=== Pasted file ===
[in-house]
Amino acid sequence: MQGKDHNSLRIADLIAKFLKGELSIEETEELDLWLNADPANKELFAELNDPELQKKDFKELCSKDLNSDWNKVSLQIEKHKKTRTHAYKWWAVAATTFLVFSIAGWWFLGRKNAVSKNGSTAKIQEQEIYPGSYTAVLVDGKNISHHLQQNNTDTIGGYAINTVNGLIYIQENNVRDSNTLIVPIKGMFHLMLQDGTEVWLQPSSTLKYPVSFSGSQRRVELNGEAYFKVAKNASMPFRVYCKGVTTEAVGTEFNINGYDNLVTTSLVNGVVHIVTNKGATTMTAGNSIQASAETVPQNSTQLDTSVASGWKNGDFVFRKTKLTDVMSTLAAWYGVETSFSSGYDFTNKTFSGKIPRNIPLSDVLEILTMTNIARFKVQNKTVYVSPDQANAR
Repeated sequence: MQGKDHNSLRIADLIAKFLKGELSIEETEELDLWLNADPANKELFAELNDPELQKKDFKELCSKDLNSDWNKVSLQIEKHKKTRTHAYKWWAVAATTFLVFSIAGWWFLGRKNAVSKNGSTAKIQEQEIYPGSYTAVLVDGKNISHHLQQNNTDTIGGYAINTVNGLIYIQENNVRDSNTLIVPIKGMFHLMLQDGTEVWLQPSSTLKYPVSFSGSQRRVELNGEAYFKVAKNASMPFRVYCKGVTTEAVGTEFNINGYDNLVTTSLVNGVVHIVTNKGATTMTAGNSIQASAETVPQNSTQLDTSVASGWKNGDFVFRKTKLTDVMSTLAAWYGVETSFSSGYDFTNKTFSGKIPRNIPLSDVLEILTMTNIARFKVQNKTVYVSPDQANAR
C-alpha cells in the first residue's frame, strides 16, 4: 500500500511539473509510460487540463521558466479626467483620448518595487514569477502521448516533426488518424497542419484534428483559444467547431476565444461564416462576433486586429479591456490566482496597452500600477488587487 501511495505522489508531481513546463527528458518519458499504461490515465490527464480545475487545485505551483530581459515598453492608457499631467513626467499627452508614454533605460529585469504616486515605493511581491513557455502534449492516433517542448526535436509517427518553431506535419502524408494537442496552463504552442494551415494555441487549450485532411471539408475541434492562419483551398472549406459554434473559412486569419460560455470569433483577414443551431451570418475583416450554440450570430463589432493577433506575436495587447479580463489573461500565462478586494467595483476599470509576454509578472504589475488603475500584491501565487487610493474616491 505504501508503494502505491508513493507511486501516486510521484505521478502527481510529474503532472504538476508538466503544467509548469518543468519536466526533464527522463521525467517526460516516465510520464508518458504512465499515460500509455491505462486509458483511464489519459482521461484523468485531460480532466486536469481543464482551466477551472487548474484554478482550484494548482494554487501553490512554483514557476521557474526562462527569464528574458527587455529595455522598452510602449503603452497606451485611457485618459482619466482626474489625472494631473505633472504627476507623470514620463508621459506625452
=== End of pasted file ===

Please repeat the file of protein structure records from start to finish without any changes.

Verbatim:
[in-house]
Amino acid sequence: MQGKDHNSLRIADLIAKFLKGELSIEETEELDLWLNADPANKELFAELNDPELQKKDFKELCSKDLNSDWNKVSLQIEKHKKTRTHAYKWWAVAATTFLVFSIAGWWFLGRKNAVSKNGSTAKIQEQEIYPGSYTAVLVDGKNISHHLQQNNTDTIGGYAINTVNGLIYIQENNVRDSNTLIVPIKGMFHLMLQDGTEVWLQPSSTLKYPVSFSGSQRRVELNGEAYFKVAKNASMPFRVYCKGVTTEAVGTEFNINGYDNLVTTSLVNGVVHIVTNKGATTMTAGNSIQASAETVPQNSTQLDTSVASGWKNGDFVFRKTKLTDVMSTLAAWYGVETSFSSGYDFTNKTFSGKIPRNIPLSDVLEILTMTNIARFKVQNKTVYVSPDQANAR
Repeated sequence: MQGKDHNSLRIADLIAKFLKGELSIEETEELDLWLNADPANKELFAELNDPELQKKDFKELCSKDLNSDWNKVSLQIEKHKKTRTHAYKWWAVAATTFLVFSIAGWWFLGRKNAVSKNGSTAKIQEQEIYPGSYTAVLVDGKNISHHLQQNNTDTIGGYAINTVNGLIYIQENNVRDSNTLIVPIKGMFHLMLQDGTEVWLQPSSTLKYPVSFSGSQRRVELNGEAYFKVAKNASMPFRVYCKGVTTEAVGTEFNINGYDNLVTTSLVNGVVHIVTNKGATTMTAGNSIQASAETVPQNSTQLDTSVASGWKNGDFVFRKTKLTDVMSTLAAWYGVETSFSSGYDFTNKTFSGKIPRNIPLSDVLEILTMTNIARFKVQNKTVYVSPDQANAR
C-alpha cells in the first residue's frame, strides 16, 4: 500500500511539473509510460487540463521558466479626467483620448518595487514569477502521448516533426488518424497542419484534428483559444467547431476565444461564416462576433486586429479591456490566482496597452500600477488587487 501511495505522489508531481513546463527528458518519458499504461490515465490527464480545475487545485505551483530581459515598453492608457499631467513626467499627452508614454533605460529585469504616486515605493511581491513557455502534449492516433517542448526535436509517427518553431506535419502524408494537442496552463504552442494551415494555441487549450485532411471539408475541434492562419483551398472549406459554434473559412486569419460560455470569433483577414443551431451570418475583416450554440450570430463589432493577433506575436495587447479580463489573461500565462478586494467595483476599470509576454509578472504589475488603475500584491501565487487610493474616491 505504501508503494502505491508513493507511486501516486510521484505521478502527481510529474503532472504538476508538466503544467509548469518543468519536466526533464527522463521525467517526460516516465510520464508518458504512465499515460500509455491505462486509458483511464489519459482521461484523468485531460480532466486536469481543464482551466477551472487548474484554478482550484494548482494554487501553490512554483514557476521557474526562462527569464528574458527587455529595455522598452510602449503603452497606451485611457485618459482619466482626474489625472494631473505633472504627476507623470514620463508621459506625452